In Quebec City, French flair via cheap airfare

  • Article by: ALEXANDRA PECCI , Special to the Star Tribune
  • Updated: July 5, 2014 - 2:24 PM

Quebec City has great pastry, deep history, French speakers and an extra perk: proximity.

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“Bonjour!” I said bouncily to the man working behind the pâtisserie counter, reveling in my opportunity to say one of the handful of French words I know, and ordered three delicate, brightly hued macaroons — coconut, strawberry and salted caramel, s’il vous plaît — in what was probably a very annoying and affected voice.

But I couldn’t help myself. I felt inspired inside the expansive farmers market, surrounded by bags of fresh cheese curds at La Fromagere, paper produce boxes filled with deep-green fiddlehead ferns, bottles of locally made rosé wine, and families chatting in beautiful French.

Was this the perfect picture of a Paris afternoon? Perhaps. But actually, no, it wasn’t. It was the North American version in Quebec City, Quebec.

I was made for European vacations, absolutely born for them. The history, the majesty, the pastry.

The problem? The cash. I don’t have a big enough pocketbook to jet over to Europe for the Grand Tour. Or even the Mediocre Tour.

Instead, my husband, daughter and I embarked on a trip north of the border filled with all things sort-of-French.

Usually costing more than $500, flights to Quebec City from Minneapols-St. Paul aren’t exactly tres inexpensive, but they ring up at least a grand less than most flights to Paris. That kind of savings can buy a lot of croissants — and sense of discovery.

“How does the radio speak French?” our 4-year-old daughter, Chloe, asked, incredulous when she caught a snippet of air time. I gave her an unsatisfying explanation that ended with, “Cool, huh?” Soon, I heard the radio announcer say something I understood amid a stream of incomprehensible French: “Kim Kardashian.” She was marrying Kanye West in Italy that weekend. Now that’s a family with no problem affording the Grand Tour.

Our fun started the moment we passed through the gray stone gates of the Old City and seemed to be suddenly transported to Europe.

A walled Old City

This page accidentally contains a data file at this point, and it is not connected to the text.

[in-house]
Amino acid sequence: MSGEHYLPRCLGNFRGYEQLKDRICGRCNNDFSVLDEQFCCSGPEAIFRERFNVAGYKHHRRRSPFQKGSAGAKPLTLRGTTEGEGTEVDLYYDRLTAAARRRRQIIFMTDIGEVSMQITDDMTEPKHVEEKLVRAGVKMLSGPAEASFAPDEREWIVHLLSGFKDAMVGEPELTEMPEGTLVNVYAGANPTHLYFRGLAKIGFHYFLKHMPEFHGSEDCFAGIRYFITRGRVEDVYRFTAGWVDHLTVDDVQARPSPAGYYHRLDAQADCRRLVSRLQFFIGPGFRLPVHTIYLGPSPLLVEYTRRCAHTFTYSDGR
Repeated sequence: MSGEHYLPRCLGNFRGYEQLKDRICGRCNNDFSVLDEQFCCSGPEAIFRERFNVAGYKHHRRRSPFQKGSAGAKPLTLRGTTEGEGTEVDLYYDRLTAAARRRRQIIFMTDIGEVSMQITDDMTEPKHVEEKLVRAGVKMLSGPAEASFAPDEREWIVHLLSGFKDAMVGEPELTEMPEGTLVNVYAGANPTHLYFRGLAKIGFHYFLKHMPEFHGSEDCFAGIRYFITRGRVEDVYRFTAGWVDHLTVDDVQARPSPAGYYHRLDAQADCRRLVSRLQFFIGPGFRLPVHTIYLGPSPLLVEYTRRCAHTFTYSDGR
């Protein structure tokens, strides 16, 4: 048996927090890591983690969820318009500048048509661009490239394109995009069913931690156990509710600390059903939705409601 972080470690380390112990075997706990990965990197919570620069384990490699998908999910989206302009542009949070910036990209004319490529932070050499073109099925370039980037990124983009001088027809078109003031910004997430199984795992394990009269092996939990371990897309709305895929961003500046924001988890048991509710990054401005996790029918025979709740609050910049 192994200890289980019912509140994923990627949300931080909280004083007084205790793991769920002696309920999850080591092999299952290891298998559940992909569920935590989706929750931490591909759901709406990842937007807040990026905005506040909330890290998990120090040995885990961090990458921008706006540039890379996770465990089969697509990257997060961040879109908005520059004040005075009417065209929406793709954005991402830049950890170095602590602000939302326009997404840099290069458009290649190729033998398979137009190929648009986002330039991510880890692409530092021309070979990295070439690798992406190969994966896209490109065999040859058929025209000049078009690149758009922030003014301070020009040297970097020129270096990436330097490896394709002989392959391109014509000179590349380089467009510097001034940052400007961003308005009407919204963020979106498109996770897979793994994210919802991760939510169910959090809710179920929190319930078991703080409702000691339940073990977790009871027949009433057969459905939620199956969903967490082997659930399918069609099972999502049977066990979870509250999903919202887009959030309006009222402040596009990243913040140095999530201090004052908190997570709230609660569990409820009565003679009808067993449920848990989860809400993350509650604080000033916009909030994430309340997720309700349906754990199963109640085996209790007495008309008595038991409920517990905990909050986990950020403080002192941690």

Quebec’s Old City is enclosed from its modern surroundings by large, well-preserved stone fortifications, making it the only fortified city in North America north of Mexico. In fact, the Historic District of Old Quebec is a UNESCO world heritage site.

Quebec City owes its place in colonial history to French navigator Samuel de Champlain, who founded the city in 1608 as the capital of New France because of its position on a cliff overlooking the mighty St. Lawrence River. Before long, fortifications, ramparts and a citadel were built, protecting Quebec City from potential invaders. The city eventually fell to the British during the French and Indian War, and still bears the marks of both French and British colonial architecture hundreds of years later.

As we made our way underneath the fortification’s grand St. John’s Gate, I was reminded of the only other walled city I had visited — York, England. It was the first of many times I would be reminded of Europe on this trip.

Almost everything about Old Quebec feels European, and not simply because its people speak French. The continental ambience comes from its cafes and pâtisseries, its beautifully preserved colonial buildings and the clip-clop of horse-drawn carriages. It comes from the rabbit warren of cobbled streets so long and steep that railings are affixed to the sides of buildings. It comes from the feeling that every stone, every narrow lane, every colorful shutter and awning is steeped in history and character.

After leaving our bags at the ideally located, Art Deco-style Hotel Clarendon, we walked to dinner. We paused for a few minutes along the way to marvel at a towering statue of Samuel de Champlain and the beautiful St. Lawrence River, and then boarded the funicular that connects the Old City’s upper and lower districts. The glass-walled tram slowly lowered us down over the rooftops of the Lower Town and into the Quartier du Petit Champlain, where charming shops and cafes make up the oldest commercial district in North America.

We strolled down the colorful, pedestrian-only Rue du Petit-Champlain, where ferns and flowers dripped from wrought-iron balconies, and settled on Le Lapin Sauté for dinner.

The restaurant’s specialty rabbit dishes and relaxed country-kitchen atmosphere managed to be both sophisticated for adults and welcoming to a 4-year-old. We opted for the rabbit poutine, a rich and delicious riff on Quebec’s favorite snack of french fries, gravy and cheese curds, topped with shredded rabbit. A glass of Quebec-made white wine and the charcuterie plank with smoked duck breast, rabbit rillettes, duck foie gras and carrot-and‑onion confit made for a perfect first evening in Quebec City.

“It’s just like being in Paris,” Pierre, the concierge at our hotel, enthused the next morning when we told him where we dined the night before. He nicknamed Chloe “Smiley Tornado” and gave us perfect directions and advice about wherever we wanted to visit.

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  • Quebec City visitors inevitably make their way to Rue du Petit-Champlain, whose shops, galleries, restaurants and street entertainers make this a hub of the Historic District.

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